The experience of civilian internees and British prisoners of war in German and Turkish hands during the First World War is one of the least well-known – and least researched – aspects of the history of the conflict. The same applies to prisoners of war and internees held in the UK. Yet, as Sarah Paterson shows in this authoritative handbook, a wide-range of detailed and revealing information is available if you know where to look for it.
Briefly she outlines the course of the campaigns in which British servicemen were captured, and she describes how they were treated and the conditions they endured. She locates the camps they were taken to and explains how they were run. She also shows how this emotive and neglected subject can be researched – how archives and records can be used to track down individual prisoners and uncover something of the lives they led in captivity.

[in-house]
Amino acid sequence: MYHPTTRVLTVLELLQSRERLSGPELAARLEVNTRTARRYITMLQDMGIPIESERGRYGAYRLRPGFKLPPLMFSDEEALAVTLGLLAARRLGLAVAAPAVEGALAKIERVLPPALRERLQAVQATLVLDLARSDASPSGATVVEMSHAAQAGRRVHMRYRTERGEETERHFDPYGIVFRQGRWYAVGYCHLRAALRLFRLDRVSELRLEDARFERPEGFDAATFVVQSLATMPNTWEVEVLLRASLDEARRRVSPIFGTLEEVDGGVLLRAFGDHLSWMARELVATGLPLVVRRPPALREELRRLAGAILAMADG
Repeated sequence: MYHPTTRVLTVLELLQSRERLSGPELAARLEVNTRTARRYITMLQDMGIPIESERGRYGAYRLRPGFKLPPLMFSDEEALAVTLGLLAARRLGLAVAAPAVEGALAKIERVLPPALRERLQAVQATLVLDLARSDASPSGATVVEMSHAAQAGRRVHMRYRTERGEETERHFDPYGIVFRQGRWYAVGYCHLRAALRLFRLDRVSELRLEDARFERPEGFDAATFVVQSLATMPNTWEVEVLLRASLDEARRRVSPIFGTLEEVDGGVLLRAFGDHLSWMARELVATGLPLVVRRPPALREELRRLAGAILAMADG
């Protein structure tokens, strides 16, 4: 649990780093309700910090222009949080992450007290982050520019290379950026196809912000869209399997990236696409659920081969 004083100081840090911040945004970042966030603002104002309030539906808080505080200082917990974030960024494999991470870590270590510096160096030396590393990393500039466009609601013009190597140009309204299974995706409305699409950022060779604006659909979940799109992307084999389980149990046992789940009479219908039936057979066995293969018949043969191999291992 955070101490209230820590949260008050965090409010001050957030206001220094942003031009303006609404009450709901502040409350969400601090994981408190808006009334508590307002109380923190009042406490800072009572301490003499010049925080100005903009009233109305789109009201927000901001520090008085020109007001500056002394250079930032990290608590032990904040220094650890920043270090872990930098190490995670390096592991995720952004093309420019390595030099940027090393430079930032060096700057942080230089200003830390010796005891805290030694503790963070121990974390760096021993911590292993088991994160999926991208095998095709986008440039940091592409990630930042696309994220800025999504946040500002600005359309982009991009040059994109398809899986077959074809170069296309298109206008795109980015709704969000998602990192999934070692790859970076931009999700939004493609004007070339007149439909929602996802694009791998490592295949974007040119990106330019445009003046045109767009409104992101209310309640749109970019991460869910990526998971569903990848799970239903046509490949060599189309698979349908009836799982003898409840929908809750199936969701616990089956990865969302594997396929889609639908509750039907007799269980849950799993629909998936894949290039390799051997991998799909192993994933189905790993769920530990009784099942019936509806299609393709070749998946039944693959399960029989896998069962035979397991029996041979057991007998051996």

Her work will be an essential introduction for readers who are keen to get an insight into the experience of a POW or an internee during the First World War, and it will be an invaluable guide for anyone who is trying to trace an ancestor who was captured.
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